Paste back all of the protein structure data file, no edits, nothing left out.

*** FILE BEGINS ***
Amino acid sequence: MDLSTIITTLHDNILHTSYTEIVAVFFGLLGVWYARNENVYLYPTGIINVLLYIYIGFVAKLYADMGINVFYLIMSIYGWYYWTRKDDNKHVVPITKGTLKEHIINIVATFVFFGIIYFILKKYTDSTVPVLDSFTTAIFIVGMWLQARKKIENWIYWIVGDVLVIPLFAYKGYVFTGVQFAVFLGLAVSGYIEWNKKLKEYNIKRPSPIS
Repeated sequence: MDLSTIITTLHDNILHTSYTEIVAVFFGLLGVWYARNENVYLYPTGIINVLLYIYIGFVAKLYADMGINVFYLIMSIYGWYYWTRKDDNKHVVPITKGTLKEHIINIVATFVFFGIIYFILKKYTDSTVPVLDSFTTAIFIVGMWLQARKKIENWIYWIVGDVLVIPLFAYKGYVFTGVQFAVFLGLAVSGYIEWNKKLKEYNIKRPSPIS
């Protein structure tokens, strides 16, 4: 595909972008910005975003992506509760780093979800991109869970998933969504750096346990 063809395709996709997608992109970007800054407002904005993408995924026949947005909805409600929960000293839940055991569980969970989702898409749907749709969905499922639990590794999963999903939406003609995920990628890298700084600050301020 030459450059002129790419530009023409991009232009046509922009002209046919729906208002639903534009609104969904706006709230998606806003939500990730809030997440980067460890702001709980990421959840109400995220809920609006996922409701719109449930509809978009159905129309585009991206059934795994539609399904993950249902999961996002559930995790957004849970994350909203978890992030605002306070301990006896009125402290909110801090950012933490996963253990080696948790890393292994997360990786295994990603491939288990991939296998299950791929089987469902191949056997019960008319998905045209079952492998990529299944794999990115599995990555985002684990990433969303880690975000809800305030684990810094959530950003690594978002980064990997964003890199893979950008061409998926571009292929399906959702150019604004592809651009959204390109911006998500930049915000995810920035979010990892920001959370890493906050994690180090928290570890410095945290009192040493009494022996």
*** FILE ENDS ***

Amino acid sequence: MDLSTIITTLHDNILHTSYTEIVAVFFGLLGVWYARNENVYLYPTGIINVLLYIYIGFVAKLYADMGINVFYLIMSIYGWYYWTRKDDNKHVVPITKGTLKEHIINIVATFVFFGIIYFILKKYTDSTVPVLDSFTTAIFIVGMWLQARKKIENWIYWIVGDVLVIPLFAYKGYVFTGVQFAVFLGLAVSGYIEWNKKLKEYNIKRPSPIS
Repeated sequence: MDLSTIITTLHDNILHTSYTEIVAVFFGLLGVWYARNENVYLYPTGIINVLLYIYIGFVAKLYADMGINVFYLIMSIYGWYYWTRKDDNKHVVPITKGTLKEHIINIVATFVFFGIIYFILKKYTDSTVPVLDSFTTAIFIVGMWLQARKKIENWIYWIVGDVLVIPLFAYKGYVFTGVQFAVFLGLAVSGYIEWNKKLKEYNIKRPSPIS
């Protein structure tokens, strides 16, 4: 595909972008910005975003992506509760780093979800991109869970998933969504750096346990 063809395709996709997608992109970007800054407002904005993408995924026949947005909805409600929960000293839940055991569980969970989702898409749907749709969905499922639990590794999963999903939406003609995920990628890298700084600050301020 030459450059002129790419530009023409991009232009046509922009002209046919729906208002639903534009609104969904706006709230998606806003939500990730809030997440980067460890702001709980990421959840109400995220809920609006996922409701719109449930509809978009159905129309585009991206059934795994539609399904993950249902999961996002559930995790957004849970994350909203978890992030605002306070301990006896009125402290909110801090950012933490996963253990080696948790890393292994997360990786295994990603491939288990991939296998299950791929089987469902191949056997019960008319998905045209079952492998990529299944794999990115599995990555985002684990990433969303880690975000809800305030684990810094959530950003690594978002980064990997964003890199893979950008061409998926571009292929399906959702150019604004592809651009959204390109911006998500930049915000995810920035979010990892920001959370890493906050994690180090928290570890410095945290009192040493009494022996």